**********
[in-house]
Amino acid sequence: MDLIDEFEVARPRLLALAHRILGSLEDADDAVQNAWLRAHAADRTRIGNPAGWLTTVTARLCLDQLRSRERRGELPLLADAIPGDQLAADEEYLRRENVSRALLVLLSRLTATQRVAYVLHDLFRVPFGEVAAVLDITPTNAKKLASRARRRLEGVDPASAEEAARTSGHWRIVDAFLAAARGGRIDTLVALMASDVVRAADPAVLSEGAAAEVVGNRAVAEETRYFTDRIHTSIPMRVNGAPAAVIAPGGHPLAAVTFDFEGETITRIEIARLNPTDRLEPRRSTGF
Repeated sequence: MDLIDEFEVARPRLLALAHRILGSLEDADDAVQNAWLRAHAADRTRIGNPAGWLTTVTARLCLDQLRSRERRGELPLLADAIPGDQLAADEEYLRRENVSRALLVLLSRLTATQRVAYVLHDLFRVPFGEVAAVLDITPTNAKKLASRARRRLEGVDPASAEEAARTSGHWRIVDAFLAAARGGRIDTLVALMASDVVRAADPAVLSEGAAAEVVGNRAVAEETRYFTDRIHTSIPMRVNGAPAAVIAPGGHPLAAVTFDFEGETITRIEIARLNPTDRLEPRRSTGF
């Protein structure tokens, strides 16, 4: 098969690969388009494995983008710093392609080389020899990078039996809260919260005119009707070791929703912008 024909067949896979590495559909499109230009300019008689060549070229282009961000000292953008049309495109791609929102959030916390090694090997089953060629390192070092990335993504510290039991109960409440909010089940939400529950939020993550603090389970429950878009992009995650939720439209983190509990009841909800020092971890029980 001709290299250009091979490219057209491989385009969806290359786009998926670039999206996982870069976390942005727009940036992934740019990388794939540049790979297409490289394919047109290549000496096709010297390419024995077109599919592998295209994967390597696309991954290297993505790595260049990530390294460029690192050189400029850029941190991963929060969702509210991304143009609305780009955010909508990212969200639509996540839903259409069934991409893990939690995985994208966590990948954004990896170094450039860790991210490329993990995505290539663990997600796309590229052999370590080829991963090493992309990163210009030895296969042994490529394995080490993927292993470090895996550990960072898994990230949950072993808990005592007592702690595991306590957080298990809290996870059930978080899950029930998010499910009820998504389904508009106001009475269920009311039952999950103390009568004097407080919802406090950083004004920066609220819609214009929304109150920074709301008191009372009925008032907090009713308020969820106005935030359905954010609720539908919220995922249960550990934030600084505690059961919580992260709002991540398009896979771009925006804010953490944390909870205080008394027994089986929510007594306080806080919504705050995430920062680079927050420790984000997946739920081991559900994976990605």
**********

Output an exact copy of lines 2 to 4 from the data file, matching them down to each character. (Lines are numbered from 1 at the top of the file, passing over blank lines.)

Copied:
Amino acid sequence: MDLIDEFEVARPRLLALAHRILGSLEDADDAVQNAWLRAHAADRTRIGNPAGWLTTVTARLCLDQLRSRERRGELPLLADAIPGDQLAADEEYLRRENVSRALLVLLSRLTATQRVAYVLHDLFRVPFGEVAAVLDITPTNAKKLASRARRRLEGVDPASAEEAARTSGHWRIVDAFLAAARGGRIDTLVALMASDVVRAADPAVLSEGAAAEVVGNRAVAEETRYFTDRIHTSIPMRVNGAPAAVIAPGGHPLAAVTFDFEGETITRIEIARLNPTDRLEPRRSTGF
Repeated sequence: MDLIDEFEVARPRLLALAHRILGSLEDADDAVQNAWLRAHAADRTRIGNPAGWLTTVTARLCLDQLRSRERRGELPLLADAIPGDQLAADEEYLRRENVSRALLVLLSRLTATQRVAYVLHDLFRVPFGEVAAVLDITPTNAKKLASRARRRLEGVDPASAEEAARTSGHWRIVDAFLAAARGGRIDTLVALMASDVVRAADPAVLSEGAAAEVVGNRAVAEETRYFTDRIHTSIPMRVNGAPAAVIAPGGHPLAAVTFDFEGETITRIEIARLNPTDRLEPRRSTGF
């Protein structure tokens, strides 16, 4: 098969690969388009494995983008710093392609080389020899990078039996809260919260005119009707070791929703912008 024909067949896979590495559909499109230009300019008689060549070229282009961000000292953008049309495109791609929102959030916390090694090997089953060629390192070092990335993504510290039991109960409440909010089940939400529950939020993550603090389970429950878009992009995650939720439209983190509990009841909800020092971890029980 001709290299250009091979490219057209491989385009969806290359786009998926670039999206996982870069976390942005727009940036992934740019990388794939540049790979297409490289394919047109290549000496096709010297390419024995077109599919592998295209994967390597696309991954290297993505790595260049990530390294460029690192050189400029850029941190991963929060969702509210991304143009609305780009955010909508990212969200639509996540839903259409069934991409893990939690995985994208966590990948954004990896170094450039860790991210490329993990995505290539663990997600796309590229052999370590080829991963090493992309990163210009030895296969042994490529394995080490993927292993470090895996550990960072898994990230949950072993808990005592007592702690595991306590957080298990809290996870059930978080899950029930998010499910009820998504389904508009106001009475269920009311039952999950103390009568004097407080919802406090950083004004920066609220819609214009929304109150920074709301008191009372009925008032907090009713308020969820106005935030359905954010609720539908919220995922249960550990934030600084505690059961919580992260709002991540398009896979771009925006804010953490944390909870205080008394027994089986929510007594306080806080919504705050995430920062680079927050420790984000997946739920081991559900994976990605």